(c) Environmental Orientations: It refers to the beliefs that people hold about their environment. For example, some people hold the environment equivalent to God and therefore they perceive all its aspects with respect and reverance and try to maintain it in a perfect form and do not degrade it.

(d) Environmental Behaviour: It refers to the use of the environment by people in the course of social interactions. For example, considering the environment as personal space, where the individual identifies himself with it.

(e) Products of Behaviour: These include the outcomes of people’s actions such as homes, cities, dams, schools, etc. That is, these are products or outcomes dealing with the environment. All the above aspects of environment depict the important constituents of the study of interaction between environment and the human beings. It is very important to understand that human beings are part of the environment and degrading the environment will result in extinction of human beings and other forms of life. Therefore, it is the prime responsibility of human beings to maintain the environment in trim condition, its destruction means destruction of human life.

Environment affects human behaviour and human behaviour affects the environment, the two interact. Environment has both nourishing as well as destructive effects on human beings.

Throughout human history, people have been threatened by floods, earthquakes, and other natural disasters. In Spite of enormous scientific development, we have not been able to control the effect of natural calamities and we have not been able to control natural disasters either. In recent times, technological innovations and advances have brought potential threats from the environment, which are man made. 

These threats are physically harmful and stressful. People have to cope with these stressors. Such man made environmental stressors are many. These stressor are called pollutants and basically there are four: air pollution, water pollution, noise pollution and Crowding.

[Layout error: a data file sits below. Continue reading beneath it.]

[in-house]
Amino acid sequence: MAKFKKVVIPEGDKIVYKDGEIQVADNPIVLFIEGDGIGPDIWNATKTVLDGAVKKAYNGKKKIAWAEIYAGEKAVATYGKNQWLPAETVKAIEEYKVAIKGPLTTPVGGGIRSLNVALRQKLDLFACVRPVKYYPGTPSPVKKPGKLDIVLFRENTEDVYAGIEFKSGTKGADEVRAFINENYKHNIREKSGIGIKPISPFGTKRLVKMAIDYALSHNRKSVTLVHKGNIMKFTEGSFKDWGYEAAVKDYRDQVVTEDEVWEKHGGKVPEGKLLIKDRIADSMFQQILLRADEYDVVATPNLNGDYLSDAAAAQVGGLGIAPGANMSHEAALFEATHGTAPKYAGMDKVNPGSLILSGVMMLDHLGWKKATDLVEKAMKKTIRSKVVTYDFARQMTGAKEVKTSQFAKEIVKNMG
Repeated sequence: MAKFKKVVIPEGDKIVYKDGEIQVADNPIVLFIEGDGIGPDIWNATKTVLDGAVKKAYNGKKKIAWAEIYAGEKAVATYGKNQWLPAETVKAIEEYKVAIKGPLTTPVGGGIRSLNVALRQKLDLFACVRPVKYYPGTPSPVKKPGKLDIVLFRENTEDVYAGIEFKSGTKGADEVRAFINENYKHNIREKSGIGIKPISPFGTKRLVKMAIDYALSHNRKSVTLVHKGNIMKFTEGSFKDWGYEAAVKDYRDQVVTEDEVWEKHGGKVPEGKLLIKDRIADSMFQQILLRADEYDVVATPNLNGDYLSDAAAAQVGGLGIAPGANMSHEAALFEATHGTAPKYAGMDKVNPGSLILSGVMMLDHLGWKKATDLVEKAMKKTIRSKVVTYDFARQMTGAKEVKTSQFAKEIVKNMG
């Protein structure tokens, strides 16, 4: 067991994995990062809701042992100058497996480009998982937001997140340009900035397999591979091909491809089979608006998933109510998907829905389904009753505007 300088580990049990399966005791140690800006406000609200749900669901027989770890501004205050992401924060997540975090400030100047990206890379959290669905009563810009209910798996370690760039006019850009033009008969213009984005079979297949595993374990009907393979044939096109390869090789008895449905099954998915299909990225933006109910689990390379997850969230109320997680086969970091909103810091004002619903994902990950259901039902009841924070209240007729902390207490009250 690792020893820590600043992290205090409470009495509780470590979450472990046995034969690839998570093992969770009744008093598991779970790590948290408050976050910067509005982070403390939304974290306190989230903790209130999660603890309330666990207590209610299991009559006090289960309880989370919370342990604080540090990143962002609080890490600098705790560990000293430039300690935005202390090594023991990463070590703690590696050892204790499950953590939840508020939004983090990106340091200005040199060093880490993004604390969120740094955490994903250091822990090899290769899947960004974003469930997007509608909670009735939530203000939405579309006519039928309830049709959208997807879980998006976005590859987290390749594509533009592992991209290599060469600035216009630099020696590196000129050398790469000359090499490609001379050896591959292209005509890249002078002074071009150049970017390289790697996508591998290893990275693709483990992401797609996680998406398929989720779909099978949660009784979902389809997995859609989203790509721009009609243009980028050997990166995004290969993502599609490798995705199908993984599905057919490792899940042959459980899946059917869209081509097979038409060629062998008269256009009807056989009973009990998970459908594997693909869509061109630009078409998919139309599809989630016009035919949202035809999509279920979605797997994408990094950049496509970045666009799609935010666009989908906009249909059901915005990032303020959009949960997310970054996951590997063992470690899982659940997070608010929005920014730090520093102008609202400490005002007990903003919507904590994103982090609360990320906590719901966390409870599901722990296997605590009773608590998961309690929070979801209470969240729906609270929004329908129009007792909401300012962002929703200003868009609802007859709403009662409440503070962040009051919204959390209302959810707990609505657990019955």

We find many natural disasters that affect human behaviour in many ways. These natural disasters include earthquakes, volcanic eruptions, wind storms, tornadoes, cyclones, famine, floods etc. The earthquakes at Latur and Bhuj (2001) and Super cyclone in Orissa (1999) not only caused extensive damage to property and physical environment (uprooting of trees etc) but also had long-term effect on the lives of the people.

There are various man-made disasters also. The technological disasters such as three Mile Island (1979), Chernobyl (1986) and Bhopal Methy Iso Cyndie (MIC) Disaster (1984) etc. are some of the major man-made disasters that have intense and long-term adverse effects on the lives of the people. In the Bhopal disaster more than 8,000 people died and over 2,00,000 were physically affected. Thousands of gas victims are still suffering from mental and physical health problems. Research studies indicate that the survivors of such disasters suffer from anxiety, withdrawal symptoms, depression, stress, anger and nightmares. 

2. What are future threats to the environment? What should we do to remove these threats?

Ans. As indicated earlier, human activities also affect the environment. In fact, almost every human being adds, through his activities, some effect that contributes cumuli actively and negatively to the environment we live in. Whenever, someone drives a scooter, motorcycle or car, uses hair spray, cooks food, etc. the environment is affected. We do not perceive the role our simple activities play in degrading our environment. Imagine that billions of people living on our planet in some way or the other affect the environment and the cumulative effect is tremendous. The effect of human activity (e.g. polluting air) is long-term and irreversible and will affect the lives of generations that follow.